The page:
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One of the great apostles of Flanders; born near Nantes, in France, about the end of the sixth century. He was, apparently, of noble extraction. When a youth of twenty, he fled from his home and became a monk near Tours, resisting all the efforts of his family to withdraw him from his mode of life. Following what he regarded as divine inspiration, he betook himself to Bourges, where under the direction of St. Austregisile, the bishop of the city, he remained in solitude for fifteen years, living in a cell and subsisting on bread and water. After a pilgrimage to Rome, he was consecrated in France as a missionary bishop at the age of thirty-three. At the request of Clotaire II, he began first to evangelize the inhabitants of Ghent, who were then degraded idolaters, and afterwards extended his work throughout all Flanders, suffering persecution, and undergoing great hardship but achieving nothing, until the miracle of restoring the life of a criminal who had been hanged, changed the feelings of the people to reverence and affection and brought many converts to the faith. Monasteries at Ghent and Mt. Blandin were erected. They were the first monuments to the Faith in Belgium. Returning to France, in 630, he incurred the enmity of King Dagobert, who he had endeavoured to recall from a sinful life, and was expelled from the kingdom. Dagobert afterwards entreated him to return, asked pardon for the wrong done, and requested him to be tutor of the heir of the throne. The danger of living at court prompted the Saint to refuse the honour. His next apostolate was among of the Slavs of the Danube, but it met with no success, and we find him then in Rome, reporting to the pope what results had been achieved.
While returning to France he is said to have calmed a storm at sea. He was made Bishop of Maastricht about the year 649, but unable the repress the disorders of the place, he appealed to the Pope, Martin I, for instructions. The reply traced his plan of action with regard to fractious clerics, and also contained information about the Monothelite heresy, which was then desolating the East. Amandus was also commissioned to convoke councils in Neustria and Austrasia in order to have the decrees which had been passed at Rome read to the bishops of Gaul, who in turn commissioned him to bear the acts of their councils to the Sovereign Pontiff. He availed himself of this occasion to obtain his release from the bishopric of Maastricht, and to resume his work as a missionary. It was at this time that he entered into relations with the family of Pepin of Landen, and helped St. Gertrude and St. Itta to establish their famous monastery of Nivelles. Thirty years before he had gone into the Basque country to preach, but had met with little success. He was now requested by the inhabitants to return, and although seventy years old, he undertook the work of evangelizing them and appears to have banished idolatry from the land. Returning again to his country, he founded several monasteries, on one occasion at the risk of his life. Belgium especially boasts many of his foundations. Dagobert made great concessions to him for his various establishments. He died in his monastery of Elnon, at the age of ninety. His feast is kept 6 February.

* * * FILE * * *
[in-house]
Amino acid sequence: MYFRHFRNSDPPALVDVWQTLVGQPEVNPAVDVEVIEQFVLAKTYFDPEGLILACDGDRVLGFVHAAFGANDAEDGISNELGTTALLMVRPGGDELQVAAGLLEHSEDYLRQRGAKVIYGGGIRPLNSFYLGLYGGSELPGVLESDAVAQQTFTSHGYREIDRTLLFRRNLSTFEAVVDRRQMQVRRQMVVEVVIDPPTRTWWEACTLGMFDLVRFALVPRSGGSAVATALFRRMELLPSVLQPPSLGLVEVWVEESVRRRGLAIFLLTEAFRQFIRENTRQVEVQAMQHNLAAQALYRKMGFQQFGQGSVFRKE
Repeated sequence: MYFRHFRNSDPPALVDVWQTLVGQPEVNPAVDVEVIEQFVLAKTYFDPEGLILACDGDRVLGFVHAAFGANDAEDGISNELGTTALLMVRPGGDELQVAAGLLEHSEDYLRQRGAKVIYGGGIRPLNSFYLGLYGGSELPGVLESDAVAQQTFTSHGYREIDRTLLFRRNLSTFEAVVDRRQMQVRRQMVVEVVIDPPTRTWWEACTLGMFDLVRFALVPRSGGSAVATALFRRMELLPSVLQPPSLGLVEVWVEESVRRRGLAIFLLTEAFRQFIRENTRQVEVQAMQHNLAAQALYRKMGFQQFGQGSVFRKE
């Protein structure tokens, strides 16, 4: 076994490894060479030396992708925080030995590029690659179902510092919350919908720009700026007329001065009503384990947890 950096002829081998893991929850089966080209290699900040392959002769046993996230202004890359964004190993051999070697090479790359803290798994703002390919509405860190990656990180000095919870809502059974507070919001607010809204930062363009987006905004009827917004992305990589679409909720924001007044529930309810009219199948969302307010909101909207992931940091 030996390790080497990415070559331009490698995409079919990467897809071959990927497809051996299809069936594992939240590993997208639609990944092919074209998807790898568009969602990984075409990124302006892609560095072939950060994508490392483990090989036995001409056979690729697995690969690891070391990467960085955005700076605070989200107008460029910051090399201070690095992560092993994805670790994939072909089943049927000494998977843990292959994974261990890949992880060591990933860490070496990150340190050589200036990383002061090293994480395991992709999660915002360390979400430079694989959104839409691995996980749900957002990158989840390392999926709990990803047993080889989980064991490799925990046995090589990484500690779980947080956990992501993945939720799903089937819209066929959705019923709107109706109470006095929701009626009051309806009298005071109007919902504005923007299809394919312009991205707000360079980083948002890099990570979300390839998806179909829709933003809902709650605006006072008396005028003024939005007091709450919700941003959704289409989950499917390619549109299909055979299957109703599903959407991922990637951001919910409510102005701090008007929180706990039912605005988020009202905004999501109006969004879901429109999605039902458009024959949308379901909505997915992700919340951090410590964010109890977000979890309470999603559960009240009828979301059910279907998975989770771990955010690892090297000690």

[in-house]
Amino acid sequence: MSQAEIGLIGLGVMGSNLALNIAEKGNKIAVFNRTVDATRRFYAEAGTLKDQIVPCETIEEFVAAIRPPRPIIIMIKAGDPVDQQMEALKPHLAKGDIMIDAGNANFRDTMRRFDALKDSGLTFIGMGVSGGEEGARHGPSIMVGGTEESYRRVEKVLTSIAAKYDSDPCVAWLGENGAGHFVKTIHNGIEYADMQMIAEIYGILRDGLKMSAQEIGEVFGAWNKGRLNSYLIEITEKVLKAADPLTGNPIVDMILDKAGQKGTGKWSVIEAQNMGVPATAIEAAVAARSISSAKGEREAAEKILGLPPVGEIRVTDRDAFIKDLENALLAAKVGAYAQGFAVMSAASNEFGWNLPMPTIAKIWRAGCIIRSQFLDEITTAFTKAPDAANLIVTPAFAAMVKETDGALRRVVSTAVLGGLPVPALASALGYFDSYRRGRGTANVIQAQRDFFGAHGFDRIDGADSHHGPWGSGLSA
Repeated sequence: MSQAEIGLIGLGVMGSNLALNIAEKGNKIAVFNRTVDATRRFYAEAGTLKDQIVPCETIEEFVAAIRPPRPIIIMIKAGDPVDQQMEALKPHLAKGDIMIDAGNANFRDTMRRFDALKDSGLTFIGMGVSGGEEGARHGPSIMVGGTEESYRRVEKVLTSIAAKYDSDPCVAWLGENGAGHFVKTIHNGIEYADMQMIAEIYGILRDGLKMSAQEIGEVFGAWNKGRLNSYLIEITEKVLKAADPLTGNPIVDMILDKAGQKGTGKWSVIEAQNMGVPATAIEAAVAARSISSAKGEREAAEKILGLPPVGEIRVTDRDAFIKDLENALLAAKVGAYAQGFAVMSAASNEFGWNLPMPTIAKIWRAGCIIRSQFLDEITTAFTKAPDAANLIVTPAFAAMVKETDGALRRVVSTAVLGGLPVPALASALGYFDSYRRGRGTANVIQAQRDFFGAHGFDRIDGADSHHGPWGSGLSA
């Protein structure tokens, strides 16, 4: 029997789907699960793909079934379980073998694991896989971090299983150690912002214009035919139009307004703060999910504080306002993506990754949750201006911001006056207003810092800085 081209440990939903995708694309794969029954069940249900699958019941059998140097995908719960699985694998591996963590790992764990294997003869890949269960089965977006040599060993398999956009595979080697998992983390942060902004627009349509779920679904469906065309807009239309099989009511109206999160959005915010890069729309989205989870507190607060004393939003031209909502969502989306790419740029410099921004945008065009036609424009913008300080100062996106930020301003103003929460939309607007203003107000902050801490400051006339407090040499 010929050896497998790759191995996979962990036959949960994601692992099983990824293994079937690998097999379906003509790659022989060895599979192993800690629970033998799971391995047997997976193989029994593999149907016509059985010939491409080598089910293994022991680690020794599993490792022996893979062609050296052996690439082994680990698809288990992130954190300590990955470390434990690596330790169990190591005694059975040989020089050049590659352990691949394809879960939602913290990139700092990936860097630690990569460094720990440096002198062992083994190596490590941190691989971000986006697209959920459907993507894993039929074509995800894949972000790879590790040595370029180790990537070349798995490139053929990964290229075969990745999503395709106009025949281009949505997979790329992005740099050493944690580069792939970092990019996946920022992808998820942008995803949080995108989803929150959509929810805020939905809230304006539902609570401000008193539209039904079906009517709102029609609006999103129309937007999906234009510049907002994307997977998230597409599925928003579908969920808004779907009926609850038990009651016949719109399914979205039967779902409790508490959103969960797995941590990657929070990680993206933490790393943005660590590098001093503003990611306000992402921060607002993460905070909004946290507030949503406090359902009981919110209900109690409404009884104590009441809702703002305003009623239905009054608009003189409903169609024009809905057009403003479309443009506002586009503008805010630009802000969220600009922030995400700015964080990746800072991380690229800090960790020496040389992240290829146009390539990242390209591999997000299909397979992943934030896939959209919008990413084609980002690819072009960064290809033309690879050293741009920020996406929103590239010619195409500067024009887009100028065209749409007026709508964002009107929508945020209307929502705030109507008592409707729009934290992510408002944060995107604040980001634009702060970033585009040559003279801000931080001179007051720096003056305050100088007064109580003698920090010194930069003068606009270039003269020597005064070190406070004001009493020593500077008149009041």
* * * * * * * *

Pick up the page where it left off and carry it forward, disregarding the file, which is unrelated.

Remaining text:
APA citation. (1907). St. Amandus. In The Catholic Encyclopedia. New York: Robert Appleton Company. http://www.newadvent.org/cathen/01380b.htm
MLA citation. "St. Amandus." The Catholic Encyclopedia. Vol. 1. New York: Robert Appleton Company, 1907. <http://www.newadvent.org/cathen/01380b.htm>.
Transcription. This article was transcribed for New Advent by Christine J. Murray. Dedicated to Amanda Knox.
Ecclesiastical approbation. Nihil Obstat. March 1, 1907. Remy Lafort, S.T.D., Censor. Imprimatur. +John Cardinal Farley, Archbishop of New York.
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